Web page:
Davies, Cecilia (DNB00)

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DAVIES, CECILIA (1750?–1836), vocalist, the youngest daughter of a musician, was sister to Marianne Davies [q. v.], from whom she received her first instruction. She was probably born about 1750, but Grove's ‘Dictionary,’ relying on a statement by Dr. Rimbault (Lysons, History of the Three Choirs, 51), that she was ninety-two in July 1832, gives 1740. A writer in the ‘Musical World’ (i. 30, 47) says that in 1836 she was upwards of eighty, and fixes the date of her birth as 1757, but she must have been a few years older, as she sang before the court at Colorno in 1769, which implies that she was already a finished singer. Similar difficulties occur as to the date of her first appearance. Grove's ‘Dictionary’ (following Rimbault) says she appeared at a concert in Dean Street, Soho, on 28 April 1756, but in contemporary advertisements her name is not mentioned, though those of the vocalists are given. Pohl (Mozart in London, 61, 162) says that her sister accompanied her on the armonica at the concert given at Spring Gardens on 17 Feb. 1762, when that instrument was first introduced; but this statement is not confirmed by the advertisement in the ‘Public Advertiser’ for that date, in which no mention is made of vocal music, nor does her name occur in the announcements of any of the numerous concerts which her sister and father gave during the next few years. It is not until 10 Aug. 1767 that the advertisements state that Marianne Davies' ‘sister will sing some favourite airs from the operas of “Artaxerxes” and “Caractacus.”’ Immediately after this the Davies family went abroad. Burney (Hist. of Music, iv. 499) says that when very young she went to France, but she stayed longest at Vienna, where she and her family lodged in the same house as Hasse, with whom she studied singing. Fétis (Dict. de Musiciens, ii. 441) states that she also learnt from Sacchini; but this was probably at a later date, as that master was at Venice from 1768 to 1771, when he came to London, remaining there until 1782. At Vienna Cecilia Davies and her sister were great favourites, and taught the Archduchesses, Maria Theresa's daughters (one of whom afterwards became Queen Marie Antoinette), to sing and act in the little performances given at court on the emperor's birthdays. On the occasion of the Archduchess Amalia's marriage to Duke Ferdinand of Parma (27 June 1769), Cecilia Davies sang an ode written for her by Metastasio and Hasse, with an accompaniment for the armonica by her sister. After this she sang with great success in Italy, where she was known as ‘L'Inglesina.’ She sang at Milan, Florence, and Naples, and was the first Englishwoman who appeared on the Italian stage. In October, 1773, she was engaged at the King's Theatre in Italian opera. She appeared in Sacchini's ‘Lucio Vero’ on 20 Nov. The general performance was poor, but a contemporary (Middlesex Journal, No. 726) says that she was the support of the whole opera. Her voice at this time was not very strong, but sound, clear, and harmonious; her compass was extensive and her execution very finished. Burney, who heard her at this time, says that her bravura was excellent, but that she wanted colour and passion, and adds: ‘If I had had as many hands as Briareus, they would have been all employed in her applause.’ She sang at the three choirs festival at Hereford in 1774, but seems soon afterwards to have returned to Italy, where (in 1784–5) Lord Mount Edgcumbe found her with her sister at Florence, unengaged and poor. The resident English got up a concert for their benefit, and the sisters returned to England. Cecilia Davies sang at the professional concert on 3 Feb. 1787, and in 1791 made her first appearance in oratorio at Drury Lane, but she must at this time have been past her prime, for she seems soon afterwards to have given up singing in public and to have fallen into great poverty and neglect. About 1817 she published a collection of songs by Hasse and other masters, but during the last years of her life she subsisted on a pension of 25l. from the National Benevolent Fund, with a donation from the Royal Society of Musicians, and occasional help from the few friends she had. For many years she was bedridden. She died, forgotten and deserted, at 58 Great Portland Street, on 3 July 1836. The funeral of this fine singer, who had taught the queens of France, Spain, and Naples, was followed only by an old nurse and a faithful servant, and no notice of her death was taken by the daily newspapers. No portrait of Cecilia Davies is known to exist, but in 1773 she is described as being of a low but extremely pleasing figure. She was a good actress, but seems to have been thoroughly italianised by her foreign education.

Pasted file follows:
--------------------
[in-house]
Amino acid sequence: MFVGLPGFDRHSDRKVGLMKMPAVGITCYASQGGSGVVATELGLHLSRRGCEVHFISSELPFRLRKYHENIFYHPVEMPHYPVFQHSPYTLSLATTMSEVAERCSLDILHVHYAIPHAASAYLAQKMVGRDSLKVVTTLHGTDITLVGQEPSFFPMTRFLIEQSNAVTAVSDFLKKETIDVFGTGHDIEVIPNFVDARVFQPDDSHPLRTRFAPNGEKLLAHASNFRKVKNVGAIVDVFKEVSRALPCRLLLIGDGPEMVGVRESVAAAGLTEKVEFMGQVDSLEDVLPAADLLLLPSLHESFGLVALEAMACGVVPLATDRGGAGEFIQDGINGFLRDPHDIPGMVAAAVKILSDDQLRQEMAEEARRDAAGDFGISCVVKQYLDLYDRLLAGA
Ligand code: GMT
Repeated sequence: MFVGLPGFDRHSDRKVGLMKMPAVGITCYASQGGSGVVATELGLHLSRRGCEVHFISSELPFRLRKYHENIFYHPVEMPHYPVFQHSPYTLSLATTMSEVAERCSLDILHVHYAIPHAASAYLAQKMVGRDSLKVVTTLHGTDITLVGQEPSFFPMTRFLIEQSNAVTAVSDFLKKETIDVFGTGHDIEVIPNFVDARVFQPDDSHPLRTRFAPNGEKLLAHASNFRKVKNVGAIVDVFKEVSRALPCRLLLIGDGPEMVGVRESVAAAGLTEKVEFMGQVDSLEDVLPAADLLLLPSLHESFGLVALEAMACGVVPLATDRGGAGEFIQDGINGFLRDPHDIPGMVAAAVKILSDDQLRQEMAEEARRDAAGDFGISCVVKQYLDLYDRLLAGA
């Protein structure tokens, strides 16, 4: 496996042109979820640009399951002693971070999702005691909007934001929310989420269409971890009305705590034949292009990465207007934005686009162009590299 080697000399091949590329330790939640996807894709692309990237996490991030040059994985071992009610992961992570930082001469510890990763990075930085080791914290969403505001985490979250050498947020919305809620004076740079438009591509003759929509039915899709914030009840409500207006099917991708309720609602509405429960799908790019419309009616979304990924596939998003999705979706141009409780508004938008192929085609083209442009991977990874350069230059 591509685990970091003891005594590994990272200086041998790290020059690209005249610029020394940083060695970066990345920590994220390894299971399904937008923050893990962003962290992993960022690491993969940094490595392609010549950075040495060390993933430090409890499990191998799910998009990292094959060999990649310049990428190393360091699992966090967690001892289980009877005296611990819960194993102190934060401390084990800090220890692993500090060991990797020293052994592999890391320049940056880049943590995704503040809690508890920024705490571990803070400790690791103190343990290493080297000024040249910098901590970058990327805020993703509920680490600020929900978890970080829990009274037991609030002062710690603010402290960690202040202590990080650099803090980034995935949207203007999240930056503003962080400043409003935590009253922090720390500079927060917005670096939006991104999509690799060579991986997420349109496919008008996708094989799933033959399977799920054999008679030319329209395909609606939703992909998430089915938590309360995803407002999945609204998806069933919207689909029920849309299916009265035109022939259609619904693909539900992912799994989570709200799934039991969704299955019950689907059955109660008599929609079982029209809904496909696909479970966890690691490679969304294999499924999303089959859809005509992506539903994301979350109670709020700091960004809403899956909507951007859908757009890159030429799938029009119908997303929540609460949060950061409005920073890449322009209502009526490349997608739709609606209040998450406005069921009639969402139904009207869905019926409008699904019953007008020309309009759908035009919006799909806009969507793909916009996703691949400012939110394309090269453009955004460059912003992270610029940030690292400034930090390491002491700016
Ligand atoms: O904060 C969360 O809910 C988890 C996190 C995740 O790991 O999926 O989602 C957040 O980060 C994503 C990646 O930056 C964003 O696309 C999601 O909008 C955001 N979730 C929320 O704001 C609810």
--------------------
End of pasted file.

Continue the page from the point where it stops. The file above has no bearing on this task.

[Authorities quoted above; Parke's Musical Memoirs, i. 90; Pohl's Haydn in London, 17, 28, 349.]

W. B. S.